Colic valve

Ileocecal valve
Interior of the cecum and lower end of ascending colon, showing colic valve. ("Colic valve" is an older term for the ileocecal valve.)
Endoscopic image of cecum with arrow pointing to ileocecal valve in foreground.
Latin valva ileocaecalis
Gray's subject #249 1179
Artery ileocolic artery
Vein ileocolic vein
MeSH Ileocecal+valve

The ileocecal valve, or ileocaecal valve, is a papillose structure with physiological sphincter muscle situated at the junction of the small intestine (ileum) and the large intestine, with recent evidence indicating an anatomical sphincter may also be present in humans.[1] Its critical function is to limit the reflux of colonic contents into the ileum.[2]

'The ileocecal valve is distinctive because it is the only site in the GI tract which is used for Vitamin B12 and bile acid absorption.[3] [4] [5]

Functionally, roughly two litres of fluid enters the colon daily through the ileocecal valve.


The histology of the ileocecal valve shows an abrupt change from a villous mucosa pattern of the ileum to a more colonic mucosa. A thickening of the muscularis mucosa, which is the smooth muscle tissue found beneath the mucosal layer of the digestive tract. A thickening of the muscularis externa is also noted.[1]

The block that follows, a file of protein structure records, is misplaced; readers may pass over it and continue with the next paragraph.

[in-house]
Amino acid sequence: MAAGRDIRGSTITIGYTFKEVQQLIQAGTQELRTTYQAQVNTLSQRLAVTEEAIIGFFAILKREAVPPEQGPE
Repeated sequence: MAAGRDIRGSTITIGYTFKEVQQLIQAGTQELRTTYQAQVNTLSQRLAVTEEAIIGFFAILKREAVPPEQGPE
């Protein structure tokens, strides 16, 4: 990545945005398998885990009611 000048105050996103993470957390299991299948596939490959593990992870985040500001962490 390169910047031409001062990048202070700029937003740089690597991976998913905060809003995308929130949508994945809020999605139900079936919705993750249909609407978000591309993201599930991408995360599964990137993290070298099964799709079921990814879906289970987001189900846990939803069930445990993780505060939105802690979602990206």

There is also a variable amount of lymphatic tissue found at the valve.[6]

Clinical significance

During colonoscopy, the ileocecal valve is used, along with the appendiceal orifice, in the identification of the cecum. This is important, as it indicates that a complete colonoscopy has been performed. The ileocecal valve is typically located on the last fold before entry into the cecum, and can be located from the direction of curvature of the appendiceal orifice, in what is known as the bow and arrow sign.[7]

Intubation of the ileocecal valve is typically performed in colonoscopy to evaluate the distal, or lowest part of the ileum. Small bowel endoscopy can also be performed by double-balloon enteroscopy through intubation of the ileocecal valve.[8]


Tumors of the ileocecal valve are rare, but have been reported in the literature.[9][10]


It was described by the Dutch physician Nicolaes Tulp (1593–1674), and thus it is sometimes known as Tulp's valve.

Additional images


External links

  • Diagram at
  • cecuminside)
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